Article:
3) Whether the land is for investment or set to develop is also a deciding factor, as is the local demand-supply situation.
4) While investing in India, the availability and quality of infrastructure or utilities such as the power situation, connectivity, security facility and long-term future plans need to be scrutinized.

Q6.: Is it possible to get a one window clearance in Indian real estate?
Ans.: Single window in a real estate project in India sometimes may be difficult, because of the involvement of several authorities. In getting a building constructed, if it's a multi-storied building, clearance from town planning people, clearance on design and then lifts, fire fighting agencies etc are mandatory. Efforts are onto make the process far simpler and transparent, though.

Q7.: How is the sanctioning authority and monitoring authority different in India?
Ans.:

  • In some states in India, the Municipal authority has proved to be the ultimate monitoring authority.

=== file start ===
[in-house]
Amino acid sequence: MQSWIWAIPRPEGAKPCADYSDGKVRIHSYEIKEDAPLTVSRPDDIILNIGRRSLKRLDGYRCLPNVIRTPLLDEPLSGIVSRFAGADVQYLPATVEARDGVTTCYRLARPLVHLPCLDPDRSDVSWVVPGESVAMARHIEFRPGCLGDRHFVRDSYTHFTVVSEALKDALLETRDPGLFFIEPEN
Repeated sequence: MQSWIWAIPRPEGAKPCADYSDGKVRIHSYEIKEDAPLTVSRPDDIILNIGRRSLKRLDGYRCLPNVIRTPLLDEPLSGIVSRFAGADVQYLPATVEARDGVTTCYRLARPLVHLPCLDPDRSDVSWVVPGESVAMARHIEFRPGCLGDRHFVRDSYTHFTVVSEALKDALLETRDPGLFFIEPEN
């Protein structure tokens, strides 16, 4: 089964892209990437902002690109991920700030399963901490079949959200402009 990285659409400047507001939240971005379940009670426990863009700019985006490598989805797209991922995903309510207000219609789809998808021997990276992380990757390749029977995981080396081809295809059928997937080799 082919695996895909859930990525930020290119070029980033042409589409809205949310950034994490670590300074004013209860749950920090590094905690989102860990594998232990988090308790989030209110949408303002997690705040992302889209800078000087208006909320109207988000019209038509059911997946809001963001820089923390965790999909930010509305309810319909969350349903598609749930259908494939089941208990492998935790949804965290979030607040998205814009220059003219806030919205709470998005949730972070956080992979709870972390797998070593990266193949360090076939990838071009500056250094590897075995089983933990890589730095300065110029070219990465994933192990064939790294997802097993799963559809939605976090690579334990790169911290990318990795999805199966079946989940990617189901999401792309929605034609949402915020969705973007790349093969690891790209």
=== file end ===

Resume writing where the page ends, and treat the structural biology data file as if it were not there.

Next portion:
• In smaller states or in non-urban areas, the town & country planning authority acts as the monitoring authority.
  • In urban areas where most of the construction takes place, the municipal authority wields power in giving the final permission and sanctioning drawings and plans. It is the one that demands clearances from electricity, water supply etc.

Q8.: The new FDI norms state that the minimum investment has to be USD 5 million for 51% shareholding. Does this include funding of subsidiaries as well?
Ans.:

  • If you have a wholly owned subsidiary by a foreign company then the minimum capitalization norm is USD 10 million and
  • if you have a joint venture it is immaterial that the ratio is 74:26 or 51:49. For a joint venture the minimum capitalization is USD 5 million in foreign exchange.
  • This minimum amount of foreign exchange is required to arrive within six months of the date of commencement of business. The six months can be used to bring that money into India.

Q9.: Do joint ventures call for better possibilities rather than unfair competition?
Ans.: Healthy competition has always been important and good. However, in the case of FDI, joint venture definitely seems the wiser route to take as it has tremendous scope.

The Indian partner would always be in a better position to provide inputs in terms of information on land and clearances and where the foreign investors can put their money, technology judiciously and opportunities where both together can compliment each other.